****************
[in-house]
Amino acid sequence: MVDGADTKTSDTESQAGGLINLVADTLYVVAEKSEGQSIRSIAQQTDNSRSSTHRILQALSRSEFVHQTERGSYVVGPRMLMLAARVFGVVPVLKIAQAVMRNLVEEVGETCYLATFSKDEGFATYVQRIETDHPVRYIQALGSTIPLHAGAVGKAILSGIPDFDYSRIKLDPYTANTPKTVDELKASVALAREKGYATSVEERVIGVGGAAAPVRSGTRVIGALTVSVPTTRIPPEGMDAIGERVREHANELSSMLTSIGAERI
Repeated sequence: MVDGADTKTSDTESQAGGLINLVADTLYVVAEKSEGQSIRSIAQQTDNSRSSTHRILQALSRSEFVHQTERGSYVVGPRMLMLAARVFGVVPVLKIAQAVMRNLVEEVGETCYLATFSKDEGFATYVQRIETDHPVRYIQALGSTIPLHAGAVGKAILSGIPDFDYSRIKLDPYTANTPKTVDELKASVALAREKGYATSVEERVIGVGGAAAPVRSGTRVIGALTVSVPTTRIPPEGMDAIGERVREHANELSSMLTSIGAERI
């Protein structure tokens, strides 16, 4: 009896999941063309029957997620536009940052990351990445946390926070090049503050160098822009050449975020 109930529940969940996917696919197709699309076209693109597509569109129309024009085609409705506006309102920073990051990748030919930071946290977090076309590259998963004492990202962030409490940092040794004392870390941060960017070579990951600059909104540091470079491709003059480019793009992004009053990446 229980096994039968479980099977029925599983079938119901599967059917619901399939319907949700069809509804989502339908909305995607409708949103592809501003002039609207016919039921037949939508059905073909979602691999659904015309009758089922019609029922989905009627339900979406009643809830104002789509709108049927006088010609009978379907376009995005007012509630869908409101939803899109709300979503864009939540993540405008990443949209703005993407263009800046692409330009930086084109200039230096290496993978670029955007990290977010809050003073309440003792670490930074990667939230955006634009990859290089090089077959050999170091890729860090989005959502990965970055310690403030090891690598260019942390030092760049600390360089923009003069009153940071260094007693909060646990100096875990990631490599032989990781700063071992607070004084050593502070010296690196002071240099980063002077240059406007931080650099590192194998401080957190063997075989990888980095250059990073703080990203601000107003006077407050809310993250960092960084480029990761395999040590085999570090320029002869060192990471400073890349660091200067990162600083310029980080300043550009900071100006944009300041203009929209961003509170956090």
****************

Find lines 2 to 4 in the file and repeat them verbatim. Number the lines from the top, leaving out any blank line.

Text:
Amino acid sequence: MVDGADTKTSDTESQAGGLINLVADTLYVVAEKSEGQSIRSIAQQTDNSRSSTHRILQALSRSEFVHQTERGSYVVGPRMLMLAARVFGVVPVLKIAQAVMRNLVEEVGETCYLATFSKDEGFATYVQRIETDHPVRYIQALGSTIPLHAGAVGKAILSGIPDFDYSRIKLDPYTANTPKTVDELKASVALAREKGYATSVEERVIGVGGAAAPVRSGTRVIGALTVSVPTTRIPPEGMDAIGERVREHANELSSMLTSIGAERI
Repeated sequence: MVDGADTKTSDTESQAGGLINLVADTLYVVAEKSEGQSIRSIAQQTDNSRSSTHRILQALSRSEFVHQTERGSYVVGPRMLMLAARVFGVVPVLKIAQAVMRNLVEEVGETCYLATFSKDEGFATYVQRIETDHPVRYIQALGSTIPLHAGAVGKAILSGIPDFDYSRIKLDPYTANTPKTVDELKASVALAREKGYATSVEERVIGVGGAAAPVRSGTRVIGALTVSVPTTRIPPEGMDAIGERVREHANELSSMLTSIGAERI
């Protein structure tokens, strides 16, 4: 009896999941063309029957997620536009940052990351990445946390926070090049503050160098822009050449975020 109930529940969940996917696919197709699309076209693109597509569109129309024009085609409705506006309102920073990051990748030919930071946290977090076309590259998963004492990202962030409490940092040794004392870390941060960017070579990951600059909104540091470079491709003059480019793009992004009053990446 229980096994039968479980099977029925599983079938119901599967059917619901399939319907949700069809509804989502339908909305995607409708949103592809501003002039609207016919039921037949939508059905073909979602691999659904015309009758089922019609029922989905009627339900979406009643809830104002789509709108049927006088010609009978379907376009995005007012509630869908409101939803899109709300979503864009939540993540405008990443949209703005993407263009800046692409330009930086084109200039230096290496993978670029955007990290977010809050003073309440003792670490930074990667939230955006634009990859290089090089077959050999170091890729860090989005959502990965970055310690403030090891690598260019942390030092760049600390360089923009003069009153940071260094007693909060646990100096875990990631490599032989990781700063071992607070004084050593502070010296690196002071240099980063002077240059406007931080650099590192194998401080957190063997075989990888980095250059990073703080990203601000107003006077407050809310993250960092960084480029990761395999040590085999570090320029002869060192990471400073890349660091200067990162600083310029980080300043550009900071100006944009300041203009929209961003509170956090």